Fake news, alternative facts, the post-truth era and the spread of misinformation on social media could spark hate and bigotry worse than the Cronulla riots, experts say.
Panellists on Monday night’s Q&A were asked if something worse than the 2005 race riots could be instigated by the rise of hate speech on social media.
The response was a resounding ‘yes’, with the experts warning today’s technology could lead to even more violent altercations.
“The capacity for that to happen exists and yes, we should be aware of it, if not running around being fearful of it and therefore work out what can we do to prevent this,” said former editor-in-chief of The Australian Mark Day.
Claire Wardle from digital publishing researcher and consultants First Draft News, echoed the statement saying misinformation could be driven by sharing incorrect material.
“I really rarely worry about hate speech. I see it as distinctive and different to ‘fake news’. It is horrific,” Ms Wardle said.
Meanwhile, Liberal Senator Zed Seselja was more optimistic, saying he had faith in the capacity of Australians to respect each other.
“I don’t see that most Australians are somehow likely to go and become a raging mob, even if they are incited on Facebook,” Mr Seselja said.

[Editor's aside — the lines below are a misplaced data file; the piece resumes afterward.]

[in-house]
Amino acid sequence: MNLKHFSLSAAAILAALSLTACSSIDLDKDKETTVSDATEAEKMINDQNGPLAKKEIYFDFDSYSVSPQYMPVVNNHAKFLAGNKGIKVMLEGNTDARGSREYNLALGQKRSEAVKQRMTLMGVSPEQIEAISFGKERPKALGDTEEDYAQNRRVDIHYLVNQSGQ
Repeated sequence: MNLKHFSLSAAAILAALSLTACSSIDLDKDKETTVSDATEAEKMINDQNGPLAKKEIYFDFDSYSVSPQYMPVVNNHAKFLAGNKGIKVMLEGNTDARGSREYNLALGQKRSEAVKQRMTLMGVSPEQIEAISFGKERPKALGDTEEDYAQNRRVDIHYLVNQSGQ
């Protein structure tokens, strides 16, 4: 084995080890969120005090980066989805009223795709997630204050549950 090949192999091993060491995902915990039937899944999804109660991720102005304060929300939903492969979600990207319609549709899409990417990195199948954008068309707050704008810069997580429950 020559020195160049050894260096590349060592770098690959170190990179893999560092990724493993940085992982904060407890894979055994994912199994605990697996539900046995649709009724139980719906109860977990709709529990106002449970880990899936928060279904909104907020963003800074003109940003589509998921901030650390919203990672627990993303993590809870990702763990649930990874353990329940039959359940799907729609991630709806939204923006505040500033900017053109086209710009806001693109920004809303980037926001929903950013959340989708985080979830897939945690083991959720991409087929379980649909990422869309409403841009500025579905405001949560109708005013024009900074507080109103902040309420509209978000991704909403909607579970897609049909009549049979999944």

“I would say [the Cronulla riot] was a shameful moment in our history, but I don’t see that as reflective as the broader Australian character. I don’t see there is a mob waiting to riot in Australia. I just don’t accept that.”
According to Ms Wardle, social media giants such as Facebook and Twitter must respond to the flood of misinformation, saying the buck stops with them and they have a lot of questions to answer.
“They have got to act, otherwise we are all going to be living in a very uncertain and increasingly dangerous world because of this ‘fake news’ phenomenon,” she said.
“We have to start saying to the social networks, ‘you have a responsibility’. This is not about free speech.
“When there is a specific hate speech, that is different to ‘fake news’. I think as a society we have to think how we do that and work with the platforms to say you have a responsibility to take this down.”
Mr Day said for the safety of the world, these networks must eradicate incorrect information from social media platforms.
“They have got to act, otherwise we are all going to be living in a very uncertain and increasingly dangerous world because of this ‘fake news’ phenomenon,” he said.
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